It’s about time people are confused with TPM requirement; if your PC doesn’t have a TPM card or disabled TPM 2.0 support in BIOS you can very well bypass it along with Secure boot; this article will guide you. Windows 11 is the new gossip topic, it’s already here and very soon we might see Android app support. earlier we’ve covered a similar topic where we installed Windows 11 on a Legacy BIOS without TPM 2 and Secure boot.
In our opinion, this requirement is crucial and will allow Microsoft to only deliver this update to newer computers. There is a saying that Windows OS is slower and unoptimized compared to macOS, this is going to change because technically hardware is what makes an OS run smoother. And Microsoft will be eliminating (soft restriction) older hardware so there will be less negative mess about Windows 11 working slow on slow hardware.
FAQ: Frequently asked questions about Windows 11
We hope that this article will help you with the following things.
Windows 11 TPM 2.0 fix: It can be either fixed by enabling TPM from BIOS or installing a TPM card; that’s like an overkill requirement that can be easily avoided during Windows 11 installation.
Windows 11 TPM 2.0 bypass: A registry method is available to bypass the TPM 2.0 check which stopped working on the first final Windows 11 release.
Install windows 11 without TPM: TPM is a Windows 11 requirement but it can be easily bypassed.
Appraiser dll windows 11: Changing these files works for some users with Legacy BIOS but on UEFI you need to use the methods given below.
Use Rufus tools’s Extended option
Rufus is a great utility that allows quick windows installation media creation. It now adds an extended installation that does bypass the TPM and secure boot requirement.
To create a Windows installation using Rufus follow the instructions.
- Download from the official side measure it is the latest version.
- Open Rufus application and select the ISO of which you want to create bootable installation.
- In the image option select extended Windows 11 installation and click Start button.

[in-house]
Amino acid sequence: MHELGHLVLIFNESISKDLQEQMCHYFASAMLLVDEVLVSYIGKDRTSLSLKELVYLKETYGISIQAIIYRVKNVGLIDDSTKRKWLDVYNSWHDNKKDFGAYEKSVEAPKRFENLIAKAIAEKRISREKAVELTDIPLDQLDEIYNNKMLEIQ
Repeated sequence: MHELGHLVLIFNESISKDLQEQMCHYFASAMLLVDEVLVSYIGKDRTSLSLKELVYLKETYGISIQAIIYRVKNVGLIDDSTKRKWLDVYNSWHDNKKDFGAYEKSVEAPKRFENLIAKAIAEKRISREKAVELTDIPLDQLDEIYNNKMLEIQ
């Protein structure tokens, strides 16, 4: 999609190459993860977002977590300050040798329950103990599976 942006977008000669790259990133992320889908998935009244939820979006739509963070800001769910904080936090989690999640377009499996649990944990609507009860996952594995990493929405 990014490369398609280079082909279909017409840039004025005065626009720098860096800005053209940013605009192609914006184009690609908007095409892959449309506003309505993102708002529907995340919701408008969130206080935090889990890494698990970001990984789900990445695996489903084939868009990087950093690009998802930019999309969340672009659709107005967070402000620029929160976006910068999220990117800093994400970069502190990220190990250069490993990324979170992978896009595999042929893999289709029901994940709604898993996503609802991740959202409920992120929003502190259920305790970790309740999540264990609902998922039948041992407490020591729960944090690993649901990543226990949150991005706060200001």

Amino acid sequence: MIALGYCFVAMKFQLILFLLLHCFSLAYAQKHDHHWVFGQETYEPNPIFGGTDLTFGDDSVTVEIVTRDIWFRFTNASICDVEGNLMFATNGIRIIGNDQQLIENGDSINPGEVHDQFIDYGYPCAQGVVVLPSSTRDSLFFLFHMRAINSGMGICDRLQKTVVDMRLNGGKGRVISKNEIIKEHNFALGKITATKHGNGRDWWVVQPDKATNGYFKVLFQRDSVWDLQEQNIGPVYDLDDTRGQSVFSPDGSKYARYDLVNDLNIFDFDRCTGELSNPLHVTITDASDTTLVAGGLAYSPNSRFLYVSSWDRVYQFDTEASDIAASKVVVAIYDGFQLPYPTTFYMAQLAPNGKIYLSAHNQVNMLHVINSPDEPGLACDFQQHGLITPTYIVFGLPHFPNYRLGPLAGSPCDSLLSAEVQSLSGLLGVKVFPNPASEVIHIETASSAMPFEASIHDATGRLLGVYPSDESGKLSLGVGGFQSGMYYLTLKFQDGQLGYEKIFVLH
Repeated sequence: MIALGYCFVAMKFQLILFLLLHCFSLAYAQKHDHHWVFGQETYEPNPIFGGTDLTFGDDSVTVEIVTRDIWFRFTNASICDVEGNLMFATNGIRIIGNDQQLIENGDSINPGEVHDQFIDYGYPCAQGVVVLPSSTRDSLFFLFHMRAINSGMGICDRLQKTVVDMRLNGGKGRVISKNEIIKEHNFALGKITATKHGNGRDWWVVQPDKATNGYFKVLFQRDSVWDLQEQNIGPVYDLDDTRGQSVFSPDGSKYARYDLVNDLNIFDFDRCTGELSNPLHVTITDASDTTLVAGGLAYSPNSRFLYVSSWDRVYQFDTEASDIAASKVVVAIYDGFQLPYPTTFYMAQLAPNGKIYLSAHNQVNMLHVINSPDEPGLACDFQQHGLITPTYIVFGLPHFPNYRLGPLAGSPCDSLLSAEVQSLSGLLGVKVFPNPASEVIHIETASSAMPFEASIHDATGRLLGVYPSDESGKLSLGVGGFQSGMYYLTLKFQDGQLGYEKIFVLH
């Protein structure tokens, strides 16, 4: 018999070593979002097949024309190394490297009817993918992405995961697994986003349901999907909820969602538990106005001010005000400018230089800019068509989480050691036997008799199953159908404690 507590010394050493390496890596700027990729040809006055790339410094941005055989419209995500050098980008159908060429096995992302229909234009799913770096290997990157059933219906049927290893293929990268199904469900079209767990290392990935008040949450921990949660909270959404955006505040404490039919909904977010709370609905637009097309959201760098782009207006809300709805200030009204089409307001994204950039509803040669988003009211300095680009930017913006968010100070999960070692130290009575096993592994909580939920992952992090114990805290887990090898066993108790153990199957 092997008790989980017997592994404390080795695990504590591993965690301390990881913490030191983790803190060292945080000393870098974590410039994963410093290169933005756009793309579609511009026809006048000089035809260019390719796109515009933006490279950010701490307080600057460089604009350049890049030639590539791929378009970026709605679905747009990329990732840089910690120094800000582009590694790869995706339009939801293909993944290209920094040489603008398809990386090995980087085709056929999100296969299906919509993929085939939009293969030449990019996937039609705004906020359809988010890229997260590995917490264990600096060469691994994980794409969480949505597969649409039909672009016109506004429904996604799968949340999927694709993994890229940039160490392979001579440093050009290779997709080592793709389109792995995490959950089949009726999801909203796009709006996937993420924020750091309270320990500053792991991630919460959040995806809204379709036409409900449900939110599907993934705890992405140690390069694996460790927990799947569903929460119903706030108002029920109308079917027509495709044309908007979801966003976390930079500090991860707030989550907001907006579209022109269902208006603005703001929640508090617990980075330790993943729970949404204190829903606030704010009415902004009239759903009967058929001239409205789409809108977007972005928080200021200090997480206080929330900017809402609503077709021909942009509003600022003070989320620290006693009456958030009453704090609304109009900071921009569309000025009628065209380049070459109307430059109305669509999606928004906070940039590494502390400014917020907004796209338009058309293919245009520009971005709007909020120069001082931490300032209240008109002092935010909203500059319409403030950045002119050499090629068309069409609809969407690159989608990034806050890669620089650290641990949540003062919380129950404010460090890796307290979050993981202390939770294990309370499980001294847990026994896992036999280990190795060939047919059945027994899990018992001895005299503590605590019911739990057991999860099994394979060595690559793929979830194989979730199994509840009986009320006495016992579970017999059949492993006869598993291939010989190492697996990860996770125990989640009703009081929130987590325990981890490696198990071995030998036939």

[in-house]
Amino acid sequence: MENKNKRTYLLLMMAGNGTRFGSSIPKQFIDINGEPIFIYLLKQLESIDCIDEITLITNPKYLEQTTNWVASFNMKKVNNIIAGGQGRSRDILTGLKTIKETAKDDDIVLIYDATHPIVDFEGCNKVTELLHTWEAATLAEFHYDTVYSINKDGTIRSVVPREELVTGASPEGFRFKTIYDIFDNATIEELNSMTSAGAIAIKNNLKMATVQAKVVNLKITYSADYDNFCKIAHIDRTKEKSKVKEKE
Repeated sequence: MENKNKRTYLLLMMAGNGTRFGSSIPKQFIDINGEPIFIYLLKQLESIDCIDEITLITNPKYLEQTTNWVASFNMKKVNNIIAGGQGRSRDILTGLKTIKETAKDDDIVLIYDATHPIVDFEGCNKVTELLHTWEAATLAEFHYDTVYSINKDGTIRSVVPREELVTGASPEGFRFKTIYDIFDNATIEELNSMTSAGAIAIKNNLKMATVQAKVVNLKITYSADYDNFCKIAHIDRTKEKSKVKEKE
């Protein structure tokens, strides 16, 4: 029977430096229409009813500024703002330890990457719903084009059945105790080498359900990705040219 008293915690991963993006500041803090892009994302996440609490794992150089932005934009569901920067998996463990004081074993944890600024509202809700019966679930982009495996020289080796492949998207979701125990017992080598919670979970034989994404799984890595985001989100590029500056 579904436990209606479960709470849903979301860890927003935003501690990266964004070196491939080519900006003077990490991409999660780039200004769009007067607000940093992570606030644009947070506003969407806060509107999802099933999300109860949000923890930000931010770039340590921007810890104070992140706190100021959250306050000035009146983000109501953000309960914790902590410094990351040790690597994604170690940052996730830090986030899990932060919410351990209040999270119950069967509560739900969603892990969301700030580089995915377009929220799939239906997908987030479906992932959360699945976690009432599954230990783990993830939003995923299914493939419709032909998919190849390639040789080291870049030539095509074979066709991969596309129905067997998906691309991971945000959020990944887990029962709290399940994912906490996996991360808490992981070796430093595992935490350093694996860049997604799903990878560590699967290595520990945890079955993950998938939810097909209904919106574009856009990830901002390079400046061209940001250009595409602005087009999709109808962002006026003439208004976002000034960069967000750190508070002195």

Use Media Creation tool
Grab the tool from this Github page, select download ZIP, and save it on your computer.
Now, extract the ZIP file and open
This starts with a scary script but doesn’t worry just select “11” in the MCT version prompt. This will create Windows 11 21H2 version.
A further box will ask whether to create an ISO file or create a bootable USB. For instruction, we’ll use the Create ISO button.
Magically the script now opens the Windows media creation tool and starts downloading the Windows 11 ISO file. This is what basically happens, the tool fetches the windows 11 ESD file later it converts it to an ISO file while applying the TPM, CPU, and secure boot bypass.
💡 Do you know, the tool temporarily downloads the ESD file as Filename.tmp inside the ESD\Download folder.
Subsequent progress now takes place and converts the ESD file to Windows 11 ISO system image which you can tinker with by burning to a USB drive.
Once the tool is done with creating the ISO you will get a message that will display the location of the ISO file and when you click on it it will open the file in a File Explorer window.
It’s time to use this ISO file to burn it to a USB drive so you can installed Windows 10 on literally any computer regardless of the incompatible CPU, DPM requirement and disabled secure boot.
Method 2: Modify Registry (doesn’t work now)
Do this when you’re running Windows 10 on a computer and trying to update it to Windows 11 using setup.exe.
To install a new operating system, simply edit the Windows Registry during installation. An error message will appear on your screen if you attempt to install the new OS on an unsupported device.
To modify the registry, you need to press Shift+F10 to open Command Prompt. It is necessary for you to run regedit.exe and create a key “LabConfig” in HKEY_LOCAL_MACHINE/SYSTEM/Setup through Command Prompt. Two new entries should be created under the “LabConfig” key:
You will no longer see compatibility errors after saving the changes.
Clean Install Windows 11 from USB (doesn’t work)
Alternatively, a .reg file can be created by using the following code:
Windows Registry Editor Version 5.00 [HKEY_LOCAL_MACHINE\SYSTEM\Setup\LabConfig] “BypassTPMCheck”=dword:00000001 “BypassSecureBootCheck”=dword:00000001
- or just download the reg file.
- Get Windows 11, create bootable USB, save this (.reg) file in the USB drive root folder.
- Pressing Shift + F10 during the installation window opens Command Prompt.
- Type notepad and hit Enter key to open Notepad.
- From the File menu, click Open. browse to the USB Drive fodler and then right-click registry file and choose Merge.
- A message should appear saying the key sucessfully addedTPM and SecureBoot will not be required with this approach.
- When on the browse screen, right-click and select Install option that adds the registry information and you can now skip TPM and secure boot requirment.
That’s all folks, now enjoy the new Windows 11 OS on your computer without any restriction of TPM and Secure boot. Share this story with someone and don’t let them stress out about this unnecessary Windows 11 installation requirement.